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Scott Gets Backing for Juvenile Justice Changes

By: John Kennedy, The News Service of Florida
By: John Kennedy, The News Service of Florida

THE CAPITAL, TALLAHASSEE, Dec. 22, 2010 --

Gov.-elect Rick Scott drew some support Wednesday for what is shaping up as a plan to reduce spending in the state’s Juvenile Justice Department by keeping kids out of costly residential lockups.

Florida TaxWatch joined with the Southern Poverty Law Center to release a report recommending the state rely more on community-based programs and soften sentences imposed on youthful offenders.

The organizations pointed out that $240 million in taxpayer spending now goes to residential facilities out of the agency’s $400 million budget. Youth also are serving 30 percent longer sentences than they did a decade ago, costing the state $20 million annually, TaxWatch and SPLC found.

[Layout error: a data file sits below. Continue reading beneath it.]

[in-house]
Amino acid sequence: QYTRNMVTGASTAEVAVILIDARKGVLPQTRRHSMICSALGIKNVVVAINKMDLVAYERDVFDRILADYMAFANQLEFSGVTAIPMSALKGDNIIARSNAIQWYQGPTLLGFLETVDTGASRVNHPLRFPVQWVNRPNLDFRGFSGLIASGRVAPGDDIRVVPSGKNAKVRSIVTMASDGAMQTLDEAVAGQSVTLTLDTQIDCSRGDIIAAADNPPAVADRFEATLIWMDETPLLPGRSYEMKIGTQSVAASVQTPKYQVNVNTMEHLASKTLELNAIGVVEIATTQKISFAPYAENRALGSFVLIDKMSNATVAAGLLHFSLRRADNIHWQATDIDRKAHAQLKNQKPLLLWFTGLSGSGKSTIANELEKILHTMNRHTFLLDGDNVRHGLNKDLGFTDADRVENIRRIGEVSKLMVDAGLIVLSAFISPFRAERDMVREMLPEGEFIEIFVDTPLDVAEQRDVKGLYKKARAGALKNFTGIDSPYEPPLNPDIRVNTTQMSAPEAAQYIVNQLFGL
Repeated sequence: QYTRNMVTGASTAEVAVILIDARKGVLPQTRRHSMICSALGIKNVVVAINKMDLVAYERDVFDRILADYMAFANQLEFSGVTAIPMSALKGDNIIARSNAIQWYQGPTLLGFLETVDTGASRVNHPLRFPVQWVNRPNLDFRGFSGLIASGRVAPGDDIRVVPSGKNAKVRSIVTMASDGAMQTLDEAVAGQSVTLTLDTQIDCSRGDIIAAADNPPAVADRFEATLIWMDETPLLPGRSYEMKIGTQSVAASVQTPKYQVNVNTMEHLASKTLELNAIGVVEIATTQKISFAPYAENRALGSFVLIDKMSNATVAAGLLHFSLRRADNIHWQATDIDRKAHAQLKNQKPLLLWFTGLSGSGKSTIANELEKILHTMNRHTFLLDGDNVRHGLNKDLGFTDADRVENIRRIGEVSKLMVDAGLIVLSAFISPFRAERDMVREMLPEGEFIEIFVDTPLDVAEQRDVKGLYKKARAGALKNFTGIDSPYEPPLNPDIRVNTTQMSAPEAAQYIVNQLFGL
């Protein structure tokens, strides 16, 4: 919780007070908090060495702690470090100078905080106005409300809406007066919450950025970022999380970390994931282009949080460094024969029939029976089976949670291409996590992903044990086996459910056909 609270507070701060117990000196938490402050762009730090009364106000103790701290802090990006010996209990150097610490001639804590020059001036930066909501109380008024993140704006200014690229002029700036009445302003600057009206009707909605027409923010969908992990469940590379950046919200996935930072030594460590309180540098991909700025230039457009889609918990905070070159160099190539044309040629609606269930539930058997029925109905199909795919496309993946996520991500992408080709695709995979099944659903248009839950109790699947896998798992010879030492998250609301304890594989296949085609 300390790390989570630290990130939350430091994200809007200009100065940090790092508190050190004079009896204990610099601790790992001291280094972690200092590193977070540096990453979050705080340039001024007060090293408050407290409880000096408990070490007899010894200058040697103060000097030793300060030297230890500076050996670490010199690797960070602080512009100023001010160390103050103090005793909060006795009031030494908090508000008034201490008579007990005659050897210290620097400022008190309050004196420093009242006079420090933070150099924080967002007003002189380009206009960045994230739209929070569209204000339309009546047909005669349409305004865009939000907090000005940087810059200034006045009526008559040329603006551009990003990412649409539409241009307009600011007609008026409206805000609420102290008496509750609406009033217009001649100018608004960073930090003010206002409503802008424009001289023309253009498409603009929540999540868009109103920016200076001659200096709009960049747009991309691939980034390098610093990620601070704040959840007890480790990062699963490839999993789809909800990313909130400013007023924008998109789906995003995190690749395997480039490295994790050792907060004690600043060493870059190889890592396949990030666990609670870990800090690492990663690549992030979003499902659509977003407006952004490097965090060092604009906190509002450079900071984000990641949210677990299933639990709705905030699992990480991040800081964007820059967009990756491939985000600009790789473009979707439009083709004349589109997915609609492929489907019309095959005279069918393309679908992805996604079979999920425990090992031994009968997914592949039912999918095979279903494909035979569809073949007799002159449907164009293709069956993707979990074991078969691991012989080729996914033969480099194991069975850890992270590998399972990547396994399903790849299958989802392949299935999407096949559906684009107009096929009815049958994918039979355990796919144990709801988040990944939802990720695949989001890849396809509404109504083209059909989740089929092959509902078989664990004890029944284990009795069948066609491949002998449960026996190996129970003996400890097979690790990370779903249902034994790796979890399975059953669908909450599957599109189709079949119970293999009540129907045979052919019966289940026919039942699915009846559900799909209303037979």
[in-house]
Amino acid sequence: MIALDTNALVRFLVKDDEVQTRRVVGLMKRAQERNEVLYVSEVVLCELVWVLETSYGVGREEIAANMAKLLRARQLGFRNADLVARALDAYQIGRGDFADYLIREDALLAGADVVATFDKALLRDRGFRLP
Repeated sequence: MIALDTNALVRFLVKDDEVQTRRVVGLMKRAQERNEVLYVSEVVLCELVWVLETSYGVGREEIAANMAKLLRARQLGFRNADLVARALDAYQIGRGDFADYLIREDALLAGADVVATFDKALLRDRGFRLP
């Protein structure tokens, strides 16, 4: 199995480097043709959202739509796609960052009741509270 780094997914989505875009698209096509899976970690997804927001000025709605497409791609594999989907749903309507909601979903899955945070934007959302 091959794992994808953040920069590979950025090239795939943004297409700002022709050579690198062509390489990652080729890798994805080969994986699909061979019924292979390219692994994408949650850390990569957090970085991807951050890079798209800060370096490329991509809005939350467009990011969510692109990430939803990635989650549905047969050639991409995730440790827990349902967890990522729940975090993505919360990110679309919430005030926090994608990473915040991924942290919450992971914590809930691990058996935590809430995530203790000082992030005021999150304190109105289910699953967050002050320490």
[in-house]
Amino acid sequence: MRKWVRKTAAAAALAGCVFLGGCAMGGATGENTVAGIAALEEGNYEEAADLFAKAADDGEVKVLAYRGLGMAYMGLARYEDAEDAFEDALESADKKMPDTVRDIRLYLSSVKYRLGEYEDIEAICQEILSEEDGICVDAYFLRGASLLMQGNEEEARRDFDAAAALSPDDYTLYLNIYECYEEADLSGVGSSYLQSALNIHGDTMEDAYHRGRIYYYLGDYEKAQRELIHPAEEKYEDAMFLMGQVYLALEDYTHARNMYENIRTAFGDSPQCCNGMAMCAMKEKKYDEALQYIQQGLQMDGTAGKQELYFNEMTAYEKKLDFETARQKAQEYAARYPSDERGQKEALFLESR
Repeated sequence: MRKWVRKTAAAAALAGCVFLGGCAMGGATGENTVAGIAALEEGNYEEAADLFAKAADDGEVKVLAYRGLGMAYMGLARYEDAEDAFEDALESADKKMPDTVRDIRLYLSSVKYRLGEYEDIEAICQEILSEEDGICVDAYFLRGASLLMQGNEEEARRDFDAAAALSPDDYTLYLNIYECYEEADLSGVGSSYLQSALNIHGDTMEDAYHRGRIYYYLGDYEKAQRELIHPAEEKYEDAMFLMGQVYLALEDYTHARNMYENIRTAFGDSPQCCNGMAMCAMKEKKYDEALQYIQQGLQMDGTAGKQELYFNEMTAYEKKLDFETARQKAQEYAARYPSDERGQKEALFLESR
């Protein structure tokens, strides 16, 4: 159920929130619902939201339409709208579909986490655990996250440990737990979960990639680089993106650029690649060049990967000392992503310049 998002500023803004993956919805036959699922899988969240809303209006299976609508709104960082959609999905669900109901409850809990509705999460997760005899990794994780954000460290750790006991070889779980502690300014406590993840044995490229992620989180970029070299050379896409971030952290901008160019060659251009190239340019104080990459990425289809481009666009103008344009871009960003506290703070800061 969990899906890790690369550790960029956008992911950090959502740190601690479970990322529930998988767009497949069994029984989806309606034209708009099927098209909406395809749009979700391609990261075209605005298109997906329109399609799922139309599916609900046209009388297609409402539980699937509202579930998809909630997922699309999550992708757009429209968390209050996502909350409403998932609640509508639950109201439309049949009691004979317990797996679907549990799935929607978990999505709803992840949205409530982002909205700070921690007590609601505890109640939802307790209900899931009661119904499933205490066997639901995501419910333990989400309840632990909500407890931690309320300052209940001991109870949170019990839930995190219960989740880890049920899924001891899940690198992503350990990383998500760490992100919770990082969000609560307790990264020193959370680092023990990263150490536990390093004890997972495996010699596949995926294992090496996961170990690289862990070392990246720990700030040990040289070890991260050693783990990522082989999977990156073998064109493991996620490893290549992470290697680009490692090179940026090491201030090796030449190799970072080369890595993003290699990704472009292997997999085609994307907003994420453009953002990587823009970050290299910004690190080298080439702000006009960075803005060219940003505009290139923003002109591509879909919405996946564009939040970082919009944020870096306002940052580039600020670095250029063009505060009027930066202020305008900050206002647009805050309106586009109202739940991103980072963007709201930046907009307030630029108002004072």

The report parallels many of the recommendations of Scott’s law and order transition team, which Tuesday night released a scathing evaluation of Florida’s juvenile justice system. The panel also criticized lawmakers for cutting $10 million from the state’s Healthy Families program, which it said helps blunt some of the abuse problems that cause delinquency.

“We are very eager to work with Gov.-elect Rick Scott and the new administration as they take a fresh look at juvenile justice,” said Vanessa Carroll, co-director of the SPLC’s Florida Youth Initiative.

TaxWatch President Dominic Calabro said the state’s $3.5 billion budget shortfall should prompt a reevaluation of lengths of stay imposed on young criminals. Closing expensive lockups and putting these cost-savings into community programs would save money, better rehabilitate youth, and provide support to families.

Calabro also hinted that state business leaders will urge such direction when lawmakers begin putting together next spring’s budget. He disputed suggestions that it had done little to lobby against cutting current family programs.

“We’ll try to call them on it,” Calabro said of lawmakers. “And we’ll share the information we found with other groups that also influence them.”


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